Star Horizon – Review
Follow Genre: On-rails shooter
Developer: No Gravity Games, Orbital Knight
Publisher: No Gravity Games
Platform: PC, Switch, Android
Tested on: Switch

Star Horizon – Review

Site Score
6.0
Good: Fun arcade action
Bad: No boss fights to be found here
User Score
5.0
(2 votes)
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Rating: 5.0/10 (2 votes cast)

2014’s Star Horizon is a late arrival on the Switch, and at first glance it doesn’t really make an effort to stand out. Stop us if you’ve heard this one before: an on-rails space shooter with a conflict between a federation and a rebellion? It’s definitely not the most original premise. We took a look at Star Horizon to figure out if it’s worth joining this fight.

Story

The game’s tutorial stage acts as the setup for the story as well. Our protagonist John finds himself in what seems to be the closing stages of the war between the Federation and the Rebels. Accompanied by his AI, Ellie, John and his teammates try to suppress the Rebellion, but things don’t go as planned. A couple of years later, John emerges from cryosleep. Unaware of what’s been happening with the ongoing war, John goes looking for answers….

Admittedly, No Gravity Games were ambitious with the story, which they bill as mature. Unfortunately, the execution of the story leaves a lot to be desired, even if you are thrown in the middle of a conflict and you’ll have to decide which side you will join. The story has very little substance to it, which might be annoying if you are the kind of player that really likes to get stuck into a game’s lore. One major bother was the fact that the game can’t decide whether the side you start the game with is called The Federation or the Intergalactic Corporation, as the narrative keeps switching between the two names.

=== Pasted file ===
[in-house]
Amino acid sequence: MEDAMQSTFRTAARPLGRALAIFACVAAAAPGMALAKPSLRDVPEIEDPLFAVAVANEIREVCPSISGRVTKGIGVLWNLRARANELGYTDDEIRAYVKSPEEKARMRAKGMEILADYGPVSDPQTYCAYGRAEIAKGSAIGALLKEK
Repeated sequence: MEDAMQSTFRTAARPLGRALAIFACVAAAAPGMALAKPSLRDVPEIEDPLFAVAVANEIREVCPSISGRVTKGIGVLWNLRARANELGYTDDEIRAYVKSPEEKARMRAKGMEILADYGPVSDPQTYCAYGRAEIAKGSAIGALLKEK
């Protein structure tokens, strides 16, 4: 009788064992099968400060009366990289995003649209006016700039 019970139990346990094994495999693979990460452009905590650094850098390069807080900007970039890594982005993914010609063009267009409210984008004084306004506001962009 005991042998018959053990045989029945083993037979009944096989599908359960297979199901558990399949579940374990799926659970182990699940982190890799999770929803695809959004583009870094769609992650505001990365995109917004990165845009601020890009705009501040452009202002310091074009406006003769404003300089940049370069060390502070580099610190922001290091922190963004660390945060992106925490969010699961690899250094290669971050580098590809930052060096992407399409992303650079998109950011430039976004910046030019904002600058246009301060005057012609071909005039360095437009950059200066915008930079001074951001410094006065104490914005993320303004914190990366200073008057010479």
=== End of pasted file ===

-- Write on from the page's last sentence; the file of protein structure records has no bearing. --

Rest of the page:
Graphics

Given that Star Horizon was originally released as a PC title way back in 2014, and has been ported to mobile devices as well, you can imagine that it isn’t the most graphically demanding title by 2020’s standards. Looking at the game today, there’s a couple of rough edges that are especially apparent when you blow up the images on a modern tv, but overall, everything holds up surprisingly well. This is largely due to the framerate, which is smooth as butter. The graphics are far from perfect but despite the flaws, the game does manage to capture the feeling of the vastness of space through clever use of camera transitions and odd angles. 

Sound

Star Horizon sets itself apart from most budget games simply by offering a fully voice-acted experience. Admittedly, most of the voice acting isn’t very good. The majority of the cast reads their lines without any form of emotion whatsoever, despite what is happening on screen. Fortunately, the two most important voices, Ellie and John, put in a little more effort, and their chemistry makes up for a lot of the flaws with the rest of the cast. The music and in-game sounds are less ambitious than having a voice cast. The music couldn’t sound any more generic and the sounds seem to be lifted directly from a stock sounds library. 

Gameplay